Principles and Standards for School Mathematics (2006)

The Six Principles:

- Equity

All students deserve an opportunity to learn Mathematics

- Curriculum

Children should see it as an integrated whole and not a collection of bits and pieces

- Teaching

Effective mathematics teaching requires understanding what students know and need to learn and then challenging and supporting them to learn it well

- Learning

Based on two fundamental ideas ( Learning Mathematics with understanding and Students learn Mathematics with understanding)

- Assessment

Teachers can better make the daily decisions that support student learning by gathering data of their understanding of concepts and growth in reasoning

- Technology

It influences the Mathematics that is taught and enhance students' learning

I stumbled upon this video of Conrad Wolfram presenting his idea of teaching kids math through computer programming. It will definitely sparked more interest to learn Maths for the children but on a long run, I'm worried of the side effects it may bring.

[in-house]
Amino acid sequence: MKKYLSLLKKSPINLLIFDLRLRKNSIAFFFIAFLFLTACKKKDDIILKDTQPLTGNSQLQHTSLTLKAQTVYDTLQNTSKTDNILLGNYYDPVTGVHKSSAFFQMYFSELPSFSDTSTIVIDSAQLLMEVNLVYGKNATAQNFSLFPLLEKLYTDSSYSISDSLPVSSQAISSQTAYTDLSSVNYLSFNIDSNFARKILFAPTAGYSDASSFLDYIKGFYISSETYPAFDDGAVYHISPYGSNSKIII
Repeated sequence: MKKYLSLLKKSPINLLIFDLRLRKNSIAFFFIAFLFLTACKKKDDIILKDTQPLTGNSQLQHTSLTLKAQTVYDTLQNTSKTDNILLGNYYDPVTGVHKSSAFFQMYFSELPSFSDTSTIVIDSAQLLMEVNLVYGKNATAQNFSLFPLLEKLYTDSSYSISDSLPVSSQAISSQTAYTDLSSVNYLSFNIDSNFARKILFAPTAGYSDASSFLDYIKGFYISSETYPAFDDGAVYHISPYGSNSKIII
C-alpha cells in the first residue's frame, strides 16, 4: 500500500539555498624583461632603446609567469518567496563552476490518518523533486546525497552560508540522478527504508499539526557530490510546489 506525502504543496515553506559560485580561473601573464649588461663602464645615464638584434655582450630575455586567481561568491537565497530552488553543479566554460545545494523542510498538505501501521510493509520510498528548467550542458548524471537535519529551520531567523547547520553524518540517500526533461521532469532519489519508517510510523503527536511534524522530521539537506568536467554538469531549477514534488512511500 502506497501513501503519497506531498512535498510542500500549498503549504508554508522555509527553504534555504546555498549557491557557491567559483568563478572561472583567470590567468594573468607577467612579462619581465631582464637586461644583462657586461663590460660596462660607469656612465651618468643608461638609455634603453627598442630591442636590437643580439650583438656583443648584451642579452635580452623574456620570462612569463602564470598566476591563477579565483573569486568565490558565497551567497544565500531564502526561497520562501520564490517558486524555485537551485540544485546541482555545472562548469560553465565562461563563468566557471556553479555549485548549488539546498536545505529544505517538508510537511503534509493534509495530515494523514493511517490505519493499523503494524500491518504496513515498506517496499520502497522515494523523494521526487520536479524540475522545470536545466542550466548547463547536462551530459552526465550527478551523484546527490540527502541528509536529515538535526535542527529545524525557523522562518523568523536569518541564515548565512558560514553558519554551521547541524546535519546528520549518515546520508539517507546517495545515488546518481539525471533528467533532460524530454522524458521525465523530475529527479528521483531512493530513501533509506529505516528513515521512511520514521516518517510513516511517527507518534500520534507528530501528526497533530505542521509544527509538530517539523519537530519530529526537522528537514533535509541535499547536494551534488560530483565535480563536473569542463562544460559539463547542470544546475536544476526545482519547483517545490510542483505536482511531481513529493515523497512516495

Becoming a Teacher of Mathematics

The statement above clearly showed how important and vital the role of a Math teacher. You will shape Mathematics for the students you teach. Not only curriculum standard have gone through various transformation but a lot has been said about what a Math teacher should possess.

- Knowledge of Mathematics

- Persistence

- Positive Attitude

- Readiness for change

- Reflective Disposition

Being a teacher to two year olds this year, I believed some of the characteristics above are either already in me or something that I picked up along the way. We are required to write reflections every week where I will be reflecting on lessons where objectives were met or that required a lot of careful and individualized planning. I felt that the reflection process has made me grow and develop into an effective teacher. When I was told by the Centre Director that I will be taking Toddlers this year, I was skeptical about it. The first thing that came to mind, "What am I going to teach them?" Therefore, having the positive attitude that you can do it and open to changes made me accept the challenges that comes with it. Looking back, I am one proud teacher when my 2 year olds sang counting songs and rhymes to their parents at home.